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Adderall and Alcohol

Adderall and alcohol are two of the most commonly used and abused substances in the United States. Both substances are legal, although Adderall requires a prescription. Mixing these two substances can be extremely dangerous, as the effects of both compete in the body.


Age of inappropriate adderall users

Adderall is a prescription pill typically used by those who suffer from Attention Deficit Hyperactivity Disorder (ADHD). ADHD is characterized by impulsivity, inattention, and hyperactivity. This disorder affects children, teenagers, and adults. Adderall is classified as a stimulant, and is also sometimes used to treat those who suffer from narcolepsy.

Unfortunately, many people fall victim to the addictive nature of Adderall. Researchers from Johns Hopkins University found “it is mainly 18-to-25-year-olds who are inappropriately taking Adderall” (1). Young adults are especially susceptible to addictive substances like Adderall, as this age group’s brains have not fully developed yet, particularly in the Frontal Cortex. This area of the brain is responsible for decision making and executive functioning. Thus, when young adults find a prescription they can take advantage of, perhaps from family members or friends, the consequences can be disastrous.

So, how would one know if their young-adult child is abusing Adderall? Some typical characteristics include:

  • Weight loss
  • Excessive excitability
  • Aggression
  • Loss of appetite
  • Running out of prescriptions early
  • Mania
  • Impulsivity
  • Emotional outbursts

Some other side effects of Adderall to be aware of include depression, anxiety, and insomnia. It is important to address Adderall abuse issues quickly, as overdose can occur. Overdose is more common when the pill is crushed and snorted, due to the possibility of heart attack, stroke, or liver failure. Adderall is an effective medication when taken properly for legitimate mental health disorders; however, its potential for abuse is high and the potential consequences are deadly.


By itself, alcohol is a substance used recreationally all over the world. Alcohol is legal, and classified as a depressant. The substance itself is actually ethyl alcohol, and is made when yeast ferments the sugars in fruits, grains, and vegetables. For as long as we have been around, humans have used alcohol to relax, socialize, and have fun.

Unfortunately, many people abuse alcohol, and for some it can become a full-blown addiction. The National Institute of Health (NIH) states that an Alcohol Use Disorder is a “chronic relapsing brain disease characterized by compulsive alcohol use, loss of control over alcohol intake, and a negative emotional state when not using” (2). It is a spectrum, ranging from mild to moderate to severe. The statistics on how many people suffer from an AUD is staggering; the NIH reports that 16 million people in the United States alone suffer from this (2). The way that this occurs is multifaceted. Some people may not realize they are abusing alcohol until it is too late, and they are already addicted. Some are genetically predisposed to an AUD, and recreational use turns into addiction quickly. Regardless, the dangers of an Alcohol Use Disorder are prevalent.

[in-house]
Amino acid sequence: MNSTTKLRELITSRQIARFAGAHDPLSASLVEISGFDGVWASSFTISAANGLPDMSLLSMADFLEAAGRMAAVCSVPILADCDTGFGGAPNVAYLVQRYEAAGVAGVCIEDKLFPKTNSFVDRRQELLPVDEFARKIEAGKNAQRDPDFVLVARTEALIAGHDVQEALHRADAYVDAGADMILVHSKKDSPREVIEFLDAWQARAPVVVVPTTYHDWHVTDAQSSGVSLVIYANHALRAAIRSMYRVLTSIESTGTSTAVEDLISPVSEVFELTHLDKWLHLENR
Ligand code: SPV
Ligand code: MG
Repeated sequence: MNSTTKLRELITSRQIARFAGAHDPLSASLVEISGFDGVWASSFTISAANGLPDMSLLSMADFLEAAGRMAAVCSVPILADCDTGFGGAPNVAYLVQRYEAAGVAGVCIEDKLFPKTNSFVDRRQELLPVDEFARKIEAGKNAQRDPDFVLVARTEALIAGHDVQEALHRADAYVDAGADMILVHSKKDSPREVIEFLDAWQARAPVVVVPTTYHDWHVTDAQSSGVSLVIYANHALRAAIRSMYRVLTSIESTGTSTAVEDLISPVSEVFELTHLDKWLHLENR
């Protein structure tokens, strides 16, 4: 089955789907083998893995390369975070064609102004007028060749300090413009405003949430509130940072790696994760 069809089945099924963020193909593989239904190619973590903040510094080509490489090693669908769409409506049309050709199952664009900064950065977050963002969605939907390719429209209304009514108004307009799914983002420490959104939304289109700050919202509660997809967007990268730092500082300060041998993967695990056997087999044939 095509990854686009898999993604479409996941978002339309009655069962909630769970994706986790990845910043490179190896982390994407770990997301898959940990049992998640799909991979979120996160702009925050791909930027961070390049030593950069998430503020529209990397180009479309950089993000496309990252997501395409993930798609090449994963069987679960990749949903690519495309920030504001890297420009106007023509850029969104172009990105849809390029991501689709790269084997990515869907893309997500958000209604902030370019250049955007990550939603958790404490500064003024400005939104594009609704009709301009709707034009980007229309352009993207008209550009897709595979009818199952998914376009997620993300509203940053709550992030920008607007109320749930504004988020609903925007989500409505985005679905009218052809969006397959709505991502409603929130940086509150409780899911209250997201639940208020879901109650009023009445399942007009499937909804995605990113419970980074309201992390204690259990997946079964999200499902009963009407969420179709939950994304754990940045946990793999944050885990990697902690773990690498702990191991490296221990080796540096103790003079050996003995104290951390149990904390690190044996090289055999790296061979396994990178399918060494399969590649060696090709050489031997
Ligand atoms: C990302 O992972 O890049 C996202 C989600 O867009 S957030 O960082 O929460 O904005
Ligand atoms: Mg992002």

It is not always easy to tell if someone is abusing alcohol. However, some common signs include:

  • Drinking before noon
  • Binge drinking
  • Blackouts/memory lapses
  • Hiding alcohol
  • Refusing to abstain from drinking when alcohol has caused employment, relationship, social, or other issues

Overdose is also common with alcohol. Alcohol overdose occurs when basic life-support functions (breathing, heart rate, temperature control) begin to shut down (3). This can cause permanent consequences, and even be fatal. Furthermore, alcohol is one of the only substances that can cause death due to withdrawal. Other drug withdrawals, such as heroin or methamphetamine, are extremely uncomfortable, but are not life-threatening the way that alcohol can be.

Adderall risks

Mixing Adderall and Alcohol

It has been clearly established that both substances, Adderall and alcohol, can be extremely dangerous when abused. However, what is not commonly talked about is the danger of mixing these two substances at the same time. Many young adults experiment and recreationally use various substances, but are not aware of how dangerous this can be.

Alcohol is a depressant, whereas Adderall is a stimulant. One common misconception is that these two effects “cancel each other out.'' This is simply not true. Rather, the two substances compete in the body. In fact, Adderall use actually increases the risk of things like heart-attack, stroke, and other conditions brought on by alcohol abuse. This is because alcohol abuse can actually increase one’s heart rate and blood pressure (4). When combined with a stimulant, these risks are compounded.


As described above, the dangers of mixing Adderall and Alcohol are numerous. Many young people are exposing themselves to risks they are not even aware of. Here at Mountainview Recovery, we work extensively with our patients to address substance abuse issues, as well as underlying mental health concerns. If you or a loved one need help, please visit us at or call (855) 544-8462.